Oranges are a great source of fiber, potassium, and vitamin C. They are also the primary ingredient in the beloved orange juice that fills many refrigerators.
We’ve become so familiar with oranges that we think they’ve always existed naturally. However, this couldn’t be farther from the truth. Oranges are actually products of two citrus fruits, the pomelo and the mandarin, with the fruits contributing 25% and 75% of genetic material, respectively.
Another thing you may not know about oranges is that they aren’t always orange in color. The fruit’s color is a result of its climate and temperature. Oranges that grow in the tropics retain their chlorophyll to maturity. They remain green even when ripe.
There are also species of oranges that are red, like the Tarocco orange. It is seedless, has hints of red in its flesh, and has a similar shape to the tangelo. The Tarocco orange is sometimes called the blood orange because of its reddish hue.
Do oranges have seeds? Yes, oranges have seeds. Yet, two types of oranges exist in nature – ones with seeds and the ones without seeds. Seedless oranges, however, are the result of a natural mutation.
Where did Seedless Oranges come from?
The demand for seedless fruits rose in the most predictable way possible. People wanted to enjoy the sweet juice of succulent fruits but hated the tiny seeds. If you’ve ever sucked on an orange full of seeds, you’ll realize that it’s a chore and maybe more trouble than it’s worth. But besides being more enjoyable, seedless fruits also tend to have a longer shelf life.
The most popular seedless orange is the navel orange. It is the product of a mutation in a Laranja Selecta orange tree. The popular belief is that the navel orange was discovered around 1820 in Brazil, even though the specific details are debatable.
The navel orange got its name from the ‘second fruit’ that grows at the main fruit’s apex. The second fruit looks a little like a human navel, thus the name.
Navel oranges were eventually approved for production in the U.S in the 1870s when trees were planted. The trees bore fruits two years later, and navel oranges have been sold ever since.
The next time you’re shopping for oranges at the grocery store, look out for the size of the orange’s navel. It’s been shown that oranges with bigger navels are sweeter than those with smaller ones.
How are Seedless Oranges Propagated?
The next logical question is, ‘how do you plant and propagate seedless oranges since they don’t have seeds?’
Navel oranges are propagated by cutting and grafting. Small branches are cut from fruitful navel orange trees and planted or grafted onto another orange tree. In this way, every navel orange you’ll ever enjoy comes from the one original tree in Brazil.
Navel oranges are commercially grown mostly in Brazil, the U.S., and China. These three countries account for over 65% of all navel orange production. That’s a lot of cutting and grafting! As you can also imagine, all this production means that we’ll never run out of navel oranges. In fact, the pace of production has grown significantly since the fruit was first discovered in the 1800s.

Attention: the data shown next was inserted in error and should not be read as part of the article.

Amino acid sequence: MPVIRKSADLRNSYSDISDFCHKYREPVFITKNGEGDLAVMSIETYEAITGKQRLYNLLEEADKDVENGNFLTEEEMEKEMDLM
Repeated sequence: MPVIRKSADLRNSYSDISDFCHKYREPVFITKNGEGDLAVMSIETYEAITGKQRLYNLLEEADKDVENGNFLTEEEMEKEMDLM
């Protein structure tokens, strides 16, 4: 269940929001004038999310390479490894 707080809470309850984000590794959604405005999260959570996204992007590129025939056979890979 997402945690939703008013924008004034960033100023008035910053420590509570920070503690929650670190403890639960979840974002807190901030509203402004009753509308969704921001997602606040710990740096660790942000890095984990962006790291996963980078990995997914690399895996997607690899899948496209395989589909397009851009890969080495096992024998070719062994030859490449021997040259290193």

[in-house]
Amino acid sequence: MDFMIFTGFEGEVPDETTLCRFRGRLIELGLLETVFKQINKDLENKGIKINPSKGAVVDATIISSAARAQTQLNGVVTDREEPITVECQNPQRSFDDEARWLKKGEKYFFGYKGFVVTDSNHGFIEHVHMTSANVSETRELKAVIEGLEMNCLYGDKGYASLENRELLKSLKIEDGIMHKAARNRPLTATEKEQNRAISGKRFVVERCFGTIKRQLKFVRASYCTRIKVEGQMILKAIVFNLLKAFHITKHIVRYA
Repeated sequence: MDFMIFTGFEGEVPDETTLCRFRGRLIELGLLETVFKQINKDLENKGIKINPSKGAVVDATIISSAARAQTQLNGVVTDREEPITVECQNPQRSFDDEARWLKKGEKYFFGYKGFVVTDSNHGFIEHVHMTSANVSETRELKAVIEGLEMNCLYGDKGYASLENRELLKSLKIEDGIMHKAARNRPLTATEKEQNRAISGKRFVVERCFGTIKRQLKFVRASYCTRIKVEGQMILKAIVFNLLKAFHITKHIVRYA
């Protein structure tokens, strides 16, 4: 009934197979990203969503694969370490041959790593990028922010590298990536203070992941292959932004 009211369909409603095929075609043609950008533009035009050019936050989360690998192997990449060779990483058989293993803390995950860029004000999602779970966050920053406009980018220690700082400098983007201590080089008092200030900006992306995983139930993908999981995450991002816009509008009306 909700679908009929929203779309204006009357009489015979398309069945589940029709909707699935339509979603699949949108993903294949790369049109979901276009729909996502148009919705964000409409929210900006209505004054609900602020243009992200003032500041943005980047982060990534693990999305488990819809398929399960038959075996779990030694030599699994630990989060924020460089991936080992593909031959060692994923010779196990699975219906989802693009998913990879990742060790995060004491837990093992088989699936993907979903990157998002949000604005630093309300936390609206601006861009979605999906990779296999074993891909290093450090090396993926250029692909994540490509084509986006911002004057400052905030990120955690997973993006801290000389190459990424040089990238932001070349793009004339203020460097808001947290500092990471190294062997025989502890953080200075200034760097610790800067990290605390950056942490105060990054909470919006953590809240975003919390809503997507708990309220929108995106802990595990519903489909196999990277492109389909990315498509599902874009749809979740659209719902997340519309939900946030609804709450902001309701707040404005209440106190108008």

Are All Seedless Oranges Genetically Modified?
No, seedless oranges are not genetically modified. As we discussed earlier, the navel orange was discovered due to the Laranja Selecta orange tree’s natural mutation. Even though seedless fruits aren’t common, they exist in nature.
That being said, many seedless fruits, like watermelons, were definitely engineered in the lab.
Which Oranges have Seeds in them?
There are two popular types of oranges, the seedless ones and those with seeds. Navel oranges are seedless, while Valencias have seeds. Some other oranges with seeds include the Hamlins, blood oranges, and tangerines.
Valencia oranges got their name from the Spanish city where they are grown in large numbers. It’s become increasingly challenging to find Valencia oranges because of Navel oranges’ public appeal. Except for a few farmer’s markets, most retailers don’t stock them in the U.S. However, they are still prevalent in places like India and many parts of Africa.
What is Citrus Greening?
Citrus greening is a disease that’s caused by two types of bacteria. They spread from tree to tree through tiny insects and affect the orange trees produced. Citrus greening causes oranges to become green, bitter, small, and inconsumable.
Why is this important? Scientists believe that genetically modifying oranges might be the solution to citrus greening. So even though we didn’t need lab experiments for seedless species, we may never enjoy another succulent orange without them.
Unfortunately, navel orange trees’ seedless nature means you can’t plant your own by buying a fruit. You’ll have to find a tree and cut off a branch. You also need to live in an area that’s suitable for orange growth. The USDA Plant Hardiness Zone Map can be handy for finding the best spot for growing these fruits.
The sweet spot is hardiness zones 9, 10, and 11. These would be the southern half of the country and along the coastal margins. The weather there is warm and sunny enough to support the trees’ growth. Ideal planting time is early to middle spring so that it can grow through spring and summertime.
When mature, you can expect your navel orange tree to grow up to 30 feet tall. The fruits can be as large as 4.5 inches in diameter.
- Seedless oranges exist naturally. They originated from a mutation in the Laranja Selecta orange tree.
- The navel orange is the most popular seedless orange. It’s named for the secondary fruit resembling a human navel that grows on its apex.
- The bigger the orange’s navel, the sweeter the fruit.
- Navel oranges are propagated by cutting and grafting.
- The most popular oranges with seeds are Valencias, Hamlins, blood oranges, and tangerines.
- Scientists believe that GMO is the solution to citrus greening.
- The best climate for cultivating navel orange trees is found in the southern half of the U.S.